PHOENIX -- Until Eric Byrnes is told to leave the Oakland Athletics, he'll be happy to be here.
Byrnes was enmeshed in trade rumors all winter, with destinations from New York to San Diego mentioned for the energetic outfielder who's never played for another organization. After working his way from the low minors to an everyday job with the A's over the past seven seasons, he seemed destined to follow countless Oakland veterans out the door to bigger paychecks.
But none of the deals panned out, and Byrnes still reported to camp last week with the A's, who expect him to build on his breakout season.
"There's not a lot you can do about people talking," Byrnes said. "You just keep working out in the offseason, and you keep going what you need to do to keep your job. You can try to keep track of that stuff, but I try not to."
Byrnes earned a $2 million contract from the A's with a standout season in 2004, hitting .289 with career highs in nearly every offensive category, including 20 homers and 73 RBI. With his trademark eye black, floppy hair and nonstop hustle, he became a fan favorite at the Coliseum.
But his stellar season also increased his trade value. Arizona and the New York Mets tried to get him during the winter, and Byrnes once heard he had definitely been traded to the Padres. Most recently, Pittsburgh nearly acquired him just days before camp opened.
Byrnes usually is among the earliest arrivals at the A's spring training complex at Papago Park, but this year, he waited until the last day for position players to report. He said he was working on regaining the weight he lost while playing in the Dominican winter league -- but he also might have been waiting to see which team owned his rights.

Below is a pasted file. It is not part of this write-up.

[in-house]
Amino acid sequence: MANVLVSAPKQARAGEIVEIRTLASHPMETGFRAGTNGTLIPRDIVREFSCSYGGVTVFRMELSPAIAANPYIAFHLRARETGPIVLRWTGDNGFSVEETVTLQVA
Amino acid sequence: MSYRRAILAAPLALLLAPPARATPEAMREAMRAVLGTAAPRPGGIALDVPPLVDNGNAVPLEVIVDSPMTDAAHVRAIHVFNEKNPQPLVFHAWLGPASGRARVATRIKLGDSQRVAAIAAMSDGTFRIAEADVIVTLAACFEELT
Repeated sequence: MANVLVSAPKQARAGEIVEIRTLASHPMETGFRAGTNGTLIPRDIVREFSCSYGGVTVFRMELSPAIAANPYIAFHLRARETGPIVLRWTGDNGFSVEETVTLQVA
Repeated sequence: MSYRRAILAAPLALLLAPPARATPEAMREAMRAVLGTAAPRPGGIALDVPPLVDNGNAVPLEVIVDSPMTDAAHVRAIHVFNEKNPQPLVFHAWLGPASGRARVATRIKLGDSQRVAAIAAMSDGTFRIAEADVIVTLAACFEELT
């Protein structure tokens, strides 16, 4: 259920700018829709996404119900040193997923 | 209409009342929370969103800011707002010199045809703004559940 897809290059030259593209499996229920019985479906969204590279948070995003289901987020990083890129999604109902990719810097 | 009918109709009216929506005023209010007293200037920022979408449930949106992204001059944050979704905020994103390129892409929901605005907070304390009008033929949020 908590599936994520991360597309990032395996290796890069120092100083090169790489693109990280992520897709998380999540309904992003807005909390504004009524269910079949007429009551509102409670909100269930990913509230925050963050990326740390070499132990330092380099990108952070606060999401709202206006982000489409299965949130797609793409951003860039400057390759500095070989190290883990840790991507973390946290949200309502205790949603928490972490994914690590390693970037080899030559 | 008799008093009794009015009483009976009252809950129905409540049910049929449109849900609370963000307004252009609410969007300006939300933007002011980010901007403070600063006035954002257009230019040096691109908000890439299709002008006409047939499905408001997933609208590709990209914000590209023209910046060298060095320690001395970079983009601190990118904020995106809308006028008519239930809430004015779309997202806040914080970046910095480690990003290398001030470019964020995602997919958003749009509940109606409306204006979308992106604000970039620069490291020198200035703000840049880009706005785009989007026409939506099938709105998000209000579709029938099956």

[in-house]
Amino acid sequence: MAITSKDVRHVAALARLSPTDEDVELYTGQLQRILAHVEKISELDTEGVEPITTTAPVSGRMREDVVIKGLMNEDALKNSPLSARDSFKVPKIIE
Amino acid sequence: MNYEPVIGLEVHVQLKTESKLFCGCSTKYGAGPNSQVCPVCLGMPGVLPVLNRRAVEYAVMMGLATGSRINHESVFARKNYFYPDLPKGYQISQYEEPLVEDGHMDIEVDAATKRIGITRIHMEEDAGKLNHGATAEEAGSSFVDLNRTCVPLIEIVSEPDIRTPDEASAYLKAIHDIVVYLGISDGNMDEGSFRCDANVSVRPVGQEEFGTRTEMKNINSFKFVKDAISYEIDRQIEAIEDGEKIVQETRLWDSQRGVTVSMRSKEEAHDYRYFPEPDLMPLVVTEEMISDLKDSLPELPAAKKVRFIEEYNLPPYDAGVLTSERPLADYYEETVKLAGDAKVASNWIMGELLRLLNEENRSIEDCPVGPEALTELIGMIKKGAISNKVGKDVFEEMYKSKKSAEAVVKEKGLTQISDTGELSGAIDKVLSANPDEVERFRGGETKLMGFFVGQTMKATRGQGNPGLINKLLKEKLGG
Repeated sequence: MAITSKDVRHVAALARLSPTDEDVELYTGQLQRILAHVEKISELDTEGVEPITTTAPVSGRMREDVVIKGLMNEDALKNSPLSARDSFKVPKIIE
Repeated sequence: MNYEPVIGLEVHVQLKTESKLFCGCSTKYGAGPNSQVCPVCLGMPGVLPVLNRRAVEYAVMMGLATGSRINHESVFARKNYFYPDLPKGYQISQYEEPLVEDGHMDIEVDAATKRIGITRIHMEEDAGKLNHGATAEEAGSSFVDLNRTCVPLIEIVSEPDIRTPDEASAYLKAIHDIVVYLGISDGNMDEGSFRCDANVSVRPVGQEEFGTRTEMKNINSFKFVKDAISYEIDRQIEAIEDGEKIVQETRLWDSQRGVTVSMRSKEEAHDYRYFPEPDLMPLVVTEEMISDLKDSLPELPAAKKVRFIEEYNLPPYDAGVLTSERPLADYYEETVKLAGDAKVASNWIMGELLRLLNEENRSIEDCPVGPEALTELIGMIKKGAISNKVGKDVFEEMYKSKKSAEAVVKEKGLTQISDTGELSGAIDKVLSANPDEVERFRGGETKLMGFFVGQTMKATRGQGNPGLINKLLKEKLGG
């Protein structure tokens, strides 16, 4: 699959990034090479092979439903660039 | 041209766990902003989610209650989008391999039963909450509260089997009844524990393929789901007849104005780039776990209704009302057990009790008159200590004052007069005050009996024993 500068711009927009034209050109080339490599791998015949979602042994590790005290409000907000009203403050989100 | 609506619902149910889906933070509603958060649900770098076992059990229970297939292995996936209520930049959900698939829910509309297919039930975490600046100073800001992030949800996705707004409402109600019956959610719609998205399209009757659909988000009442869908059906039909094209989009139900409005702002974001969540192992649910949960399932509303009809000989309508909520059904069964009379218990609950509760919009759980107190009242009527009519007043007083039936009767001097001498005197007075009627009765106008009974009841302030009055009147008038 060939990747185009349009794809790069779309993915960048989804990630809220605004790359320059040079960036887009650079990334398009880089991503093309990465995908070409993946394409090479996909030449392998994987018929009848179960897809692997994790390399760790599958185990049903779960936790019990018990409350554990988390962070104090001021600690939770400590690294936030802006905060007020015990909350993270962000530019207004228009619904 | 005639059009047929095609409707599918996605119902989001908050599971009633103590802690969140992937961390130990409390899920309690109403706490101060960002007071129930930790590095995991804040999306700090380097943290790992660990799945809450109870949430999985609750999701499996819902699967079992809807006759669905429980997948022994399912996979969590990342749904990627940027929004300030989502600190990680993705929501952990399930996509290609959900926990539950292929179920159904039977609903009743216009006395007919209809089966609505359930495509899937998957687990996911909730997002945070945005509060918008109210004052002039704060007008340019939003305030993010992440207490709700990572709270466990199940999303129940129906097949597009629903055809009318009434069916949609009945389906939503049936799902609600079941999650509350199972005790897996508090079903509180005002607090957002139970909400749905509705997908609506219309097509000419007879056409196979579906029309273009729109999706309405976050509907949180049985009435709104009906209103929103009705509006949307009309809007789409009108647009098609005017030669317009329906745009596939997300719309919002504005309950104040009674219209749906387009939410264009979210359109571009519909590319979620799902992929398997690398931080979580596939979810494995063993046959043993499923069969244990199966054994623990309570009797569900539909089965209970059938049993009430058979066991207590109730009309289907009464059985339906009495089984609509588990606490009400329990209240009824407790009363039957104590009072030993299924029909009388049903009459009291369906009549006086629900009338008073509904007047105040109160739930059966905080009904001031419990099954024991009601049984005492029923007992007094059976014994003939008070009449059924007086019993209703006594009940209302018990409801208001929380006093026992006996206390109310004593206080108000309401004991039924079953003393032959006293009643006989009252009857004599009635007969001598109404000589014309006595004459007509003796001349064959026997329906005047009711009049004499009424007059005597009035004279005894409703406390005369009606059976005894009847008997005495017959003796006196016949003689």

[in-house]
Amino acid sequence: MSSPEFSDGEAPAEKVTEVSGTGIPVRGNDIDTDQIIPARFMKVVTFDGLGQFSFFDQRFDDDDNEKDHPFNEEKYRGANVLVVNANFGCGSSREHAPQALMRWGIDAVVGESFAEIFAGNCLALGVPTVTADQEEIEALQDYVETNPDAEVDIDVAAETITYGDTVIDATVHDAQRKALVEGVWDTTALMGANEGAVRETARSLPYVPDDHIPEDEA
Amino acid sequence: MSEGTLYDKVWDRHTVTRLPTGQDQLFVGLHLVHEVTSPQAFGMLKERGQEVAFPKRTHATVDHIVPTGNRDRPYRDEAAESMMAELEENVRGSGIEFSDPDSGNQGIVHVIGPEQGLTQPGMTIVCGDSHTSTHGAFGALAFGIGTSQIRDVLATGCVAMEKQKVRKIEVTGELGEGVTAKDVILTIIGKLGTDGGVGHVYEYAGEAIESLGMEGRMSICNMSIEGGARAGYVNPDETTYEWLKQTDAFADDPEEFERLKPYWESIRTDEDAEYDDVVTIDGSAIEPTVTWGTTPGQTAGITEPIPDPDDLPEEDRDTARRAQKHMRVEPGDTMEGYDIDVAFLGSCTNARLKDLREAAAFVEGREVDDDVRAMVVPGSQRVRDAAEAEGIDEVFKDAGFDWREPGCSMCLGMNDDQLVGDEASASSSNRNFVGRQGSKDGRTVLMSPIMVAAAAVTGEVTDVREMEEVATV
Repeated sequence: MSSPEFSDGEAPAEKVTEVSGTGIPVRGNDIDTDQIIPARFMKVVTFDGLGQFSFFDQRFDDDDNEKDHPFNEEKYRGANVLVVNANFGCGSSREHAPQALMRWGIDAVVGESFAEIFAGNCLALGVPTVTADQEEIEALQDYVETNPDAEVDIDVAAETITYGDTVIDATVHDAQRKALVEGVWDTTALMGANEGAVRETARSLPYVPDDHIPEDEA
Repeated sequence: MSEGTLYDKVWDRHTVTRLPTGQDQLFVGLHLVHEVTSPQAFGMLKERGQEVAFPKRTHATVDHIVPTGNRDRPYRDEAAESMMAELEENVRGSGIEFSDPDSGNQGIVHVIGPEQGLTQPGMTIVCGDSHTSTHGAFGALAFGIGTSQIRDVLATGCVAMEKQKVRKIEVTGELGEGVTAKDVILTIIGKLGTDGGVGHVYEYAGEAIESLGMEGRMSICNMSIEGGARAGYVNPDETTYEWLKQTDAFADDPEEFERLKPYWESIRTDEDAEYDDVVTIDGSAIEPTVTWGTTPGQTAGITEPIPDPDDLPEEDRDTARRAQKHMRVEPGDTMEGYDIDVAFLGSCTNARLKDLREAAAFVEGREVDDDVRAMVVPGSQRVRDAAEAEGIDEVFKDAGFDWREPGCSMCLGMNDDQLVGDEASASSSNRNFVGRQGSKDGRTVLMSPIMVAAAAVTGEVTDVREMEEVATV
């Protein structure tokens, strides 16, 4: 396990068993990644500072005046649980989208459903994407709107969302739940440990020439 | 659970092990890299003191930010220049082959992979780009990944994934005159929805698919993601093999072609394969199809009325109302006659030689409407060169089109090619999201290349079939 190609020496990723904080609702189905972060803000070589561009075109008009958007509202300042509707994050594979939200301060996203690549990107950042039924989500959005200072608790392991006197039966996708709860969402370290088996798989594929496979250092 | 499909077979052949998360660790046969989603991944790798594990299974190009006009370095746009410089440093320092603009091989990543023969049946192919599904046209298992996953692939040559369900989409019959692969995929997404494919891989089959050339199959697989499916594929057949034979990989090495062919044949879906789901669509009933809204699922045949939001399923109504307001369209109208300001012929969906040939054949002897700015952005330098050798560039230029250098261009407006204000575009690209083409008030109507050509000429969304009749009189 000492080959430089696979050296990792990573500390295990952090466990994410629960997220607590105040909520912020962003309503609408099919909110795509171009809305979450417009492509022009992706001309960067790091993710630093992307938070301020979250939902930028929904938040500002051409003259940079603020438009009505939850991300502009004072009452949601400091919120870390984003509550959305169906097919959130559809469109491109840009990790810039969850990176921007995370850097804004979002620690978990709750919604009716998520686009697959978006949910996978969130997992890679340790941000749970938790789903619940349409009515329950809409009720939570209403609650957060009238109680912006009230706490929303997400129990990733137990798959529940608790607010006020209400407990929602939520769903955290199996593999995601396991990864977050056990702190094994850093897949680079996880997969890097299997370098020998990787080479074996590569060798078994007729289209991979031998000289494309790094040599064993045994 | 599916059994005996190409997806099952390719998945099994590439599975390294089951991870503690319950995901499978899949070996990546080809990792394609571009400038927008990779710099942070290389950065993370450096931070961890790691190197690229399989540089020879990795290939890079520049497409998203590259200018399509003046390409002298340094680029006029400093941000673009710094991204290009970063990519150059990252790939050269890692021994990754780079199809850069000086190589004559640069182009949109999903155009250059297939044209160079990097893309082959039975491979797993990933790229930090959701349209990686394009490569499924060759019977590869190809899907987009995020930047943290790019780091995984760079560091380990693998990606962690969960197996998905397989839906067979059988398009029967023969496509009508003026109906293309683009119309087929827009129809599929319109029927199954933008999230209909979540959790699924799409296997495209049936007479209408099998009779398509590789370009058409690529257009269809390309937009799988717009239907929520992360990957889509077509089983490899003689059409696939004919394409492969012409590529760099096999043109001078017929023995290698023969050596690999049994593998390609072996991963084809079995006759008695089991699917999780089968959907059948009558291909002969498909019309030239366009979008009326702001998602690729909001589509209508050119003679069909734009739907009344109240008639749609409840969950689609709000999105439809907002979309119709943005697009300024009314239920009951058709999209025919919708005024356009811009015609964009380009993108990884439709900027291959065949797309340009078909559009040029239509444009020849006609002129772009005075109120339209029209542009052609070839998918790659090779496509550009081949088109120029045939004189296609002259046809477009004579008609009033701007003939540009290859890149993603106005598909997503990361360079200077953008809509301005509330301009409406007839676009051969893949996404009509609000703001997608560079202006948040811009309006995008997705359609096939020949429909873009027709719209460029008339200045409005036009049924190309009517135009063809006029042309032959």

"There's a little truth in everything," he told reporters last week. "It's been going on all offseason."
No matter where he ends up, Byrnes is determined to maintain his standards from last season, when he became a speedy contributor for a team that eschews stolen bases.
And Byrnes might even have to fight for his job in Oakland again. Mark Kotsay is entrenched in center field for the A's, but Bobby Kielty, youngster Nick Swisher and newcomer Charles Thomas -- another promising prospect acquired in Tim Hudson's trade to Atlanta -- will jockey with Byrnes for playing time.
"There's a bit of a logjam there," Oakland manager Ken Macha said. "That's a good thing, though. I'd like everybody to go out there and play well. When you have some depth like that, if you handle it properly, you can have an 'A' lineup out there every day, depending how you use the guys. It's not like you have a big drop-off when you put in a bench player."
But even if the season turns out to be difficult, Byrnes finally knows he's capable of playing in the majors. Just ask all the teams trying to acquire him.
"It's a flattering thing, but it could also be a distraction if you let it," Byrnes said. "That's not what I'm thinking about at all out here. I'm just playing."
Copyright 2005 by The Associated Press
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